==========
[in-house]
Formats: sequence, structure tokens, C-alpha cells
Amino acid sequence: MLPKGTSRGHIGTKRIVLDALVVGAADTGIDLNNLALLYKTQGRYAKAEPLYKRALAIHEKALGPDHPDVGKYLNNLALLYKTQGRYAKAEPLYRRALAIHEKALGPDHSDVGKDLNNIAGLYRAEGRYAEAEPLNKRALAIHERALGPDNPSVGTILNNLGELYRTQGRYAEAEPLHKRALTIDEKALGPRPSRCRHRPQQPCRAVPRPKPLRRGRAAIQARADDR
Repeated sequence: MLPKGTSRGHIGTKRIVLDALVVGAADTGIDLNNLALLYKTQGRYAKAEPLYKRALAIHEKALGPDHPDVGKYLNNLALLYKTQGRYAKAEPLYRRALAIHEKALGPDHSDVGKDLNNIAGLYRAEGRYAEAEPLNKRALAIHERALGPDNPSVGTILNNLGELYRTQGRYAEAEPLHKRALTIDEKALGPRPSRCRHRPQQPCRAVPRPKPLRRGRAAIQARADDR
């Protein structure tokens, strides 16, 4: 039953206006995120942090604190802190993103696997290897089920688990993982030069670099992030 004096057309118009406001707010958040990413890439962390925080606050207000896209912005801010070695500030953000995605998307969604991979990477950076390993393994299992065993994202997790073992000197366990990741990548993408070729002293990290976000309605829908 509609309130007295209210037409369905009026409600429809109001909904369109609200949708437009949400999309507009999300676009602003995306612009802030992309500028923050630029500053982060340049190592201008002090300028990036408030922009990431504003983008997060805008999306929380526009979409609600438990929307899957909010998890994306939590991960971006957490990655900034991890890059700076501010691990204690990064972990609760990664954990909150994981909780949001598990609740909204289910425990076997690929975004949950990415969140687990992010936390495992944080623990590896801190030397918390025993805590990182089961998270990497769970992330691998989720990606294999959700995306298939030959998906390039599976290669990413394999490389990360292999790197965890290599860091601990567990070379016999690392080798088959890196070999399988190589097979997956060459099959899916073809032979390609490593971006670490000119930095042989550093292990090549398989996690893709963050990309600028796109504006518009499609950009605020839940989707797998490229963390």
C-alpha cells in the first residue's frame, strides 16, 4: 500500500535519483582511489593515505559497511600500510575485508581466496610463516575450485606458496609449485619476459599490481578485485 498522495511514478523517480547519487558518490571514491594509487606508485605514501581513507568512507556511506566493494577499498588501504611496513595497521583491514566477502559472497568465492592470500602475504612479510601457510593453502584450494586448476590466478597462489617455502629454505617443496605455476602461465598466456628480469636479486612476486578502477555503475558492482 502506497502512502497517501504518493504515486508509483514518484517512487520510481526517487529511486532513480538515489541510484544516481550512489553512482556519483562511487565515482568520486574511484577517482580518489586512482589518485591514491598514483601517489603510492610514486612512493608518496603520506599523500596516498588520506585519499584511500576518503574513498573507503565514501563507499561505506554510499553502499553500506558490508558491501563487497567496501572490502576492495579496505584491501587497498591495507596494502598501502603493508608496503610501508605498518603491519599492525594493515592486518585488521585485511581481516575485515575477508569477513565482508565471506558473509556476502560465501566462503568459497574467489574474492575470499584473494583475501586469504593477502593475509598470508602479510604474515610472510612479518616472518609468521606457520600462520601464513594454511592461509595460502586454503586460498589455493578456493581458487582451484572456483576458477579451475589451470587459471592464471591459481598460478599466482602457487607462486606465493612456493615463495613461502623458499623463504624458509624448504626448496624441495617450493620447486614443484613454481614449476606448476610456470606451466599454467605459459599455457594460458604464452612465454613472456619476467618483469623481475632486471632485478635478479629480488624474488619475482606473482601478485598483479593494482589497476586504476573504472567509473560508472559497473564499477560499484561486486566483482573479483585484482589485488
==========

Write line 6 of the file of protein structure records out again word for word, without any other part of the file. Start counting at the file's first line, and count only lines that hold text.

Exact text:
C-alpha cells in the first residue's frame, strides 16, 4: 500500500535519483582511489593515505559497511600500510575485508581466496610463516575450485606458496609449485619476459599490481578485485 498522495511514478523517480547519487558518490571514491594509487606508485605514501581513507568512507556511506566493494577499498588501504611496513595497521583491514566477502559472497568465492592470500602475504612479510601457510593453502584450494586448476590466478597462489617455502629454505617443496605455476602461465598466456628480469636479486612476486578502477555503475558492482 502506497502512502497517501504518493504515486508509483514518484517512487520510481526517487529511486532513480538515489541510484544516481550512489553512482556519483562511487565515482568520486574511484577517482580518489586512482589518485591514491598514483601517489603510492610514486612512493608518496603520506599523500596516498588520506585519499584511500576518503574513498573507503565514501563507499561505506554510499553502499553500506558490508558491501563487497567496501572490502576492495579496505584491501587497498591495507596494502598501502603493508608496503610501508605498518603491519599492525594493515592486518585488521585485511581481516575485515575477508569477513565482508565471506558473509556476502560465501566462503568459497574467489574474492575470499584473494583475501586469504593477502593475509598470508602479510604474515610472510612479518616472518609468521606457520600462520601464513594454511592461509595460502586454503586460498589455493578456493581458487582451484572456483576458477579451475589451470587459471592464471591459481598460478599466482602457487607462486606465493612456493615463495613461502623458499623463504624458509624448504626448496624441495617450493620447486614443484613454481614449476606448476610456470606451466599454467605459459599455457594460458604464452612465454613472456619476467618483469623481475632486471632485478635478479629480488624474488619475482606473482601478485598483479593494482589497476586504476573504472567509473560508472559497473564499477560499484561486486566483482573479483585484482589485488